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Waymo Shares Autonomous Vehicle Dataset for Machine Learning

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Waymo, the self-driving technology company owned by Google's parent company, Alphabet, released a dataset containing sensor data collected by their autonomous vehicles during more than five hours of driving. The set contains high-resolution data from lidar and camera sensors collected in several urban and suburban environments in a wide variety of driving conditions, and includes labels for vehicles, pedestrians, cyclists, and signage.

The Waymo team announced the release of the Waymo Open Dataset in a blog post, describing it as "one of the largest, richest, and most diverse self-driving datasets ever released for research." The data was collected by Waymo's vehicles operating in the USA in Phoenix, AZ, Kirkland, WA, Mountain View, CA and San Francisco, CA, at various times of day and night, and in good and bad weather. The dataset consists of 1,000 segments of 20 seconds each, collected at 10Hz (i.e., 200,000 frames) which contain:

  • Synchronized data from five lidars and five front-and-side-facing cameras
  • Sensor calibrations and poses
  • Object labels (vehicles, pedestrians, cyclists, and signage) with 3D bounding boxes for all lidar frames
  • Object labels with 2D bounding boxes for camera data in 100 segments

Waymo also released a Google Colab notebook containing tutorials and a GitHub repository containing TensorFlow helper-code for building models. This large labelled dataset could be used for supervised-machine-learning of models for detecting obstacles and traffic signs, a key ability for any self-driving vehicle. While lidar can produce a point-cloud map locating objects in 3D space, it cannot detect colors, and thus is completely blind to the letters on road signs, for example. The 2D camera images lack distance information, although images from multiple cameras can be processed to recreate depth. And while Elon Musk maintains that lidar is "unnecessary," the combination of lidar's 3D data with the 2D camera data can simplify the process of finding the distance to obstacles detected in images.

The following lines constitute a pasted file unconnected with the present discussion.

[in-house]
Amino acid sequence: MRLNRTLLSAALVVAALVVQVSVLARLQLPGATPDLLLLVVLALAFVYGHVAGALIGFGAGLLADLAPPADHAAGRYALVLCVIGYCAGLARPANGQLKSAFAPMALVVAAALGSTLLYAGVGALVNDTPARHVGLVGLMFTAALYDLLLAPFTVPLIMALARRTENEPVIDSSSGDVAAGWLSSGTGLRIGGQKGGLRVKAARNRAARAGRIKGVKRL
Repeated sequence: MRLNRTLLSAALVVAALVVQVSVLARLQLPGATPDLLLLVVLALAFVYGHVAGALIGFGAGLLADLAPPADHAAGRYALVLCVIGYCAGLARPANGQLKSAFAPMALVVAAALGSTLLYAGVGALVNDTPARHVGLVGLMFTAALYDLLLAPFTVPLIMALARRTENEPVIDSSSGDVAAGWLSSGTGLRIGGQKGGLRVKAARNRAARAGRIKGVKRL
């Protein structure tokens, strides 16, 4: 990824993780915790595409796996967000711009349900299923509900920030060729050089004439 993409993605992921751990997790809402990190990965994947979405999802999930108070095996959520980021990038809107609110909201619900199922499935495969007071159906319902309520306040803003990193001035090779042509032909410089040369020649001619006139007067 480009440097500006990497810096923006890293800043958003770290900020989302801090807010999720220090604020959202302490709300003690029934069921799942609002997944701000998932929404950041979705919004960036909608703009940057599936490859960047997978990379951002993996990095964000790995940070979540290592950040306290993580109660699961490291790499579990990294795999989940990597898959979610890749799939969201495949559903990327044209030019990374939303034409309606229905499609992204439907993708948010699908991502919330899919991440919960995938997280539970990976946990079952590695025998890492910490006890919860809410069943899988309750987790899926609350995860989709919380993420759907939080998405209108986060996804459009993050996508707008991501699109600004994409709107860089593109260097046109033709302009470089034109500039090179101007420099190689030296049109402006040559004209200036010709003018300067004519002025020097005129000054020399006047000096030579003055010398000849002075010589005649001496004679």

Lidar Point Cloud


Lyft announced a similar dataset last month, Lyft Level 5 (named for the SAE’s highest level of vehicle autonomy). Lyft's dataset contains 55,000 frames, about a quarter the number of Waymo's; each of Lyft's frames contains data from more cameras (seven) and fewer lidars (three) compared to Waymo's. Both companies hope that their data will be used by the research community to improve algorithms and models. Lyft specifically emphasized academic research in their release, and plans to sponsor a machine-learning competition using their dataset.

Not surprisingly, both datasets are licensed for non-commercial use only. Lyft's is released under the Creative Commons Attribution-NonCommercial-ShareAlike license. Waymo's license is quite restrictive, and even precludes the use "in operation of a vehicle or to assist in the operation of a vehicle." A user on Twitter pointed out that though the Waymo describes the dataset as "open", the license agreement "doesn't meet the well-understood definition of open."

While in one sense autonomous cars are already a reality---Waymo's self-driving taxis have been operating in Phoenix for over two years---and research indicates that in the future the robot cars could save lives, it is not clear that they are currently "ready for prime-time." Waymo's taxis always have a human behind the wheel as a safety backup, and the self-driving software sometimes gives passengers a harrowing experience. Technology news site The Information examined the passenger ratings and feedback for over 10,000 Waymo trips in July and August. Although 70% of the trips received a perfect rating, an improvement from the first quarter of the year, some riders complained that the experience was "uncomfortable and downright alarming." Other riders complained that the cars chose circuitous routes that made them late.

AI researcher and Roomba co-founder Rodney Brooks says he doesn't expect a real robot taxi service before 2032:

The true test of the viability of driverless cars will be when they are not just in testing or in demonstration, but when the owners of driverless taxis or ride sharing services or parking garages for end consumer self driving cars are actually making money at it.

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